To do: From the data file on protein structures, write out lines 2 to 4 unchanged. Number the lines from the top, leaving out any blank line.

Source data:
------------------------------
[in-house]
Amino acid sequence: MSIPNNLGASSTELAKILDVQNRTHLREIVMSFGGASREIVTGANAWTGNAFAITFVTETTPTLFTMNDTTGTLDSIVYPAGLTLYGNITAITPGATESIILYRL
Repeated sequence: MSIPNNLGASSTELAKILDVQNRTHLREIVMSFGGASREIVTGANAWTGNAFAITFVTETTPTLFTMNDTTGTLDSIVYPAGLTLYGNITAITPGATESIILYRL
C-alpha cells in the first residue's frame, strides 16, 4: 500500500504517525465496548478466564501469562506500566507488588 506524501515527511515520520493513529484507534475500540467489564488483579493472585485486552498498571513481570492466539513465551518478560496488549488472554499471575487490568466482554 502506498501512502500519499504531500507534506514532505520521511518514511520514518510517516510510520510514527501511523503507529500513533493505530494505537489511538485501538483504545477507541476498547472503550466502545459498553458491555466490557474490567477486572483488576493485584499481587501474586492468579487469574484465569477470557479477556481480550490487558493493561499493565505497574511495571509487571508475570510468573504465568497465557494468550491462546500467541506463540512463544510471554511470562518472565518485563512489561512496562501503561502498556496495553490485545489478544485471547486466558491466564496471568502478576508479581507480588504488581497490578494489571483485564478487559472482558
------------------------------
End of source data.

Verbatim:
Amino acid sequence: MSIPNNLGASSTELAKILDVQNRTHLREIVMSFGGASREIVTGANAWTGNAFAITFVTETTPTLFTMNDTTGTLDSIVYPAGLTLYGNITAITPGATESIILYRL
Repeated sequence: MSIPNNLGASSTELAKILDVQNRTHLREIVMSFGGASREIVTGANAWTGNAFAITFVTETTPTLFTMNDTTGTLDSIVYPAGLTLYGNITAITPGATESIILYRL
C-alpha cells in the first residue's frame, strides 16, 4: 500500500504517525465496548478466564501469562506500566507488588 506524501515527511515520520493513529484507534475500540467489564488483579493472585485486552498498571513481570492466539513465551518478560496488549488472554499471575487490568466482554 502506498501512502500519499504531500507534506514532505520521511518514511520514518510517516510510520510514527501511523503507529500513533493505530494505537489511538485501538483504545477507541476498547472503550466502545459498553458491555466490557474490567477486572483488576493485584499481587501474586492468579487469574484465569477470557479477556481480550490487558493493561499493565505497574511495571509487571508475570510468573504465568497465557494468550491462546500467541506463540512463544510471554511470562518472565518485563512489561512496562501503561502498556496495553490485545489478544485471547486466558491466564496471568502478576508479581507480588504488581497490578494489571483485564478487559472482558